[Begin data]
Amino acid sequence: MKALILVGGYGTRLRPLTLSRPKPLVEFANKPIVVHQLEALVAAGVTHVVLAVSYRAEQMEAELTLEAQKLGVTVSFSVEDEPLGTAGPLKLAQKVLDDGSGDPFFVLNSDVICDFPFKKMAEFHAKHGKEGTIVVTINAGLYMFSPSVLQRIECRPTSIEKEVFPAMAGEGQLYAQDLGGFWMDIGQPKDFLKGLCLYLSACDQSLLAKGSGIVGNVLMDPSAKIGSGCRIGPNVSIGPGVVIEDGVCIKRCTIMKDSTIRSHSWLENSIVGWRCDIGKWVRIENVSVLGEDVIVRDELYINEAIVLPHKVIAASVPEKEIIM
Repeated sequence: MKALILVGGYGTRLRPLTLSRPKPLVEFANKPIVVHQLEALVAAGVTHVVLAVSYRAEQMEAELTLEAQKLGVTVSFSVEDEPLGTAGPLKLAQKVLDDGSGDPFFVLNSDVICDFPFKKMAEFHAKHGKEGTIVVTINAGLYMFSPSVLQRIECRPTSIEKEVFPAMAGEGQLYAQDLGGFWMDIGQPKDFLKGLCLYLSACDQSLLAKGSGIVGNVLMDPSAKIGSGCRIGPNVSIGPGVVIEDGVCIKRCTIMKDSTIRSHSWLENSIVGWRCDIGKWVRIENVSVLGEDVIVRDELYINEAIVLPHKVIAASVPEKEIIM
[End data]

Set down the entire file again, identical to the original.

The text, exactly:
Amino acid sequence: MKALILVGGYGTRLRPLTLSRPKPLVEFANKPIVVHQLEALVAAGVTHVVLAVSYRAEQMEAELTLEAQKLGVTVSFSVEDEPLGTAGPLKLAQKVLDDGSGDPFFVLNSDVICDFPFKKMAEFHAKHGKEGTIVVTINAGLYMFSPSVLQRIECRPTSIEKEVFPAMAGEGQLYAQDLGGFWMDIGQPKDFLKGLCLYLSACDQSLLAKGSGIVGNVLMDPSAKIGSGCRIGPNVSIGPGVVIEDGVCIKRCTIMKDSTIRSHSWLENSIVGWRCDIGKWVRIENVSVLGEDVIVRDELYINEAIVLPHKVIAASVPEKEIIM
Repeated sequence: MKALILVGGYGTRLRPLTLSRPKPLVEFANKPIVVHQLEALVAAGVTHVVLAVSYRAEQMEAELTLEAQKLGVTVSFSVEDEPLGTAGPLKLAQKVLDDGSGDPFFVLNSDVICDFPFKKMAEFHAKHGKEGTIVVTINAGLYMFSPSVLQRIECRPTSIEKEVFPAMAGEGQLYAQDLGGFWMDIGQPKDFLKGLCLYLSACDQSLLAKGSGIVGNVLMDPSAKIGSGCRIGPNVSIGPGVVIEDGVCIKRCTIMKDSTIRSHSWLENSIVGWRCDIGKWVRIENVSVLGEDVIVRDELYINEAIVLPHKVIAASVPEKEIIM